After the meal, when you part, he puts your number in his phone and his in yours and kisses you on the cheek. You grab his wrist and pull him back, kissing him on the mouth and for some reason you don’t care that you’re on the street and that people are watching, you don’t care that you’re finally getting noticed because Yasu’s lips are against yours and you think he may just see you. He doesn’t seem the type to kiss, to fuck, people he can’t see.

Throughout the week, you receive mails from him on your phone and you have to put it on silent for the first time; you’ve never gotten mail before. He tells you everything that happens during his day and uses lots of emojis. If it was anyone else, you’d be annoyed, but you can see the silly little facial expressions on his face and you hope the messages are sent out of a genuine desire to share his day with you. So you reply, without emojis, and try to share your day too. But nothing happens in your office, and you’ve gotten tired of saying Another customer turned me down. So you start to just comment on his day, as him questions. At one point, you even accidentally type a penguin, but you leave it in, because you think it’ll make him happy.

He mails you a lot the next day too, and the next, and the next. Like you tell him Wednesday afternoon, his texts make the week a little bit more bearable.

On Friday, you agree to meet at the club, but you don’t stay long. He wants to go shopping, so you let him drag you to Shibuya, let him pick out clothes for you to try on, and when you see something you like but are too shy to ask the sales attendant if it comes in your size, he does it for you and you actually kind of enjoy yourself. It would seem like a normal date, except that when you’re done, you go to another cheap love hotel. You start calling his name when you come, saying Yasu as he says Shibuyan.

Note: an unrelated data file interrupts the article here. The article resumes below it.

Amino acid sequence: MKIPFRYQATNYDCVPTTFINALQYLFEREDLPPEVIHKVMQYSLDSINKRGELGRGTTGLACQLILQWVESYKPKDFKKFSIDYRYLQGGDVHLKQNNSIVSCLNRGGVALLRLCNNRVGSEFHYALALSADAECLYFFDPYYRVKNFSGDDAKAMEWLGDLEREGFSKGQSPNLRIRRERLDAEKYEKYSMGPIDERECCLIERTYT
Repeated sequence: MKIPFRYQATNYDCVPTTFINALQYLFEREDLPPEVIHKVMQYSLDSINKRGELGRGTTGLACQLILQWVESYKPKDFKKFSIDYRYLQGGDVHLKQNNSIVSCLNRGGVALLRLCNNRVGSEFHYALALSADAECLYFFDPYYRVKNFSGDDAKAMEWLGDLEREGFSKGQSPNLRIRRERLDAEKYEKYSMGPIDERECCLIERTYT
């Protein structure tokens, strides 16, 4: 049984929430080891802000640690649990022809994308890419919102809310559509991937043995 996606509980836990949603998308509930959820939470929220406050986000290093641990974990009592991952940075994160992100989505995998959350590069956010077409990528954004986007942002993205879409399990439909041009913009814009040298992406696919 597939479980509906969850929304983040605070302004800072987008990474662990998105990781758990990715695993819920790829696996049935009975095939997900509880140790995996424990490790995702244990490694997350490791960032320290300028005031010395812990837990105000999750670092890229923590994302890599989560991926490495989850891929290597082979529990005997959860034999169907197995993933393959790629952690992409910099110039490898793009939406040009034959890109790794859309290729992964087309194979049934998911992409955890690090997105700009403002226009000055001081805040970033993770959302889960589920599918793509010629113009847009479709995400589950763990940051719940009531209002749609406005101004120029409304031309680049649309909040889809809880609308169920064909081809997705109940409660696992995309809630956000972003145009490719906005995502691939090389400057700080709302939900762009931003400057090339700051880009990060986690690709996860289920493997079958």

Your heart stops hurting at some point and you barely even remember why you were so heartbroken in the first place.

This pattern continues, and over the weeks it becomes something comfortable. The mess on your head, your disaster of a haircut, grows into something nice and cool and looks almost intentional. People around you start talking to you and you talk back, a little, but not much, because people still kind of scare you.

One Thursday night he invites you over to his house after work, says he wants to cook dinner for you. So you go to the address he sent to your phone and find yourself standing outside a refurbished apartment building. You press the button next to his name and his voice crackles over the intercom, Shibuyan? You make a noise of consent and he buzzes you up.

His apartment is marked by peeling gold numbers, 818. He opens the door before you can even knock and grins at you, ushering you inside. There are slippers set out for you, red ones that are obviously not just for guests but he ignores your questioning look and leads you to the kitchen. His apartment is nice, so much nicer than yours, and neat but in a chaotic sort of way. There are bright colors and knickknacks everywhere, art hanging from the walls. He says he painted them himself and you say things about how amazing they are, really meaning it. There’s a guitar and a keyboard covered in sheets of music and he smiles at you. Sorry for the mess, he says, I just got home. And you take in his clothes, a light blue dress shirt and pinstriped vest and trousers and he looks good and you can’t wait to finish eating so you can take his nice work clothes off of him.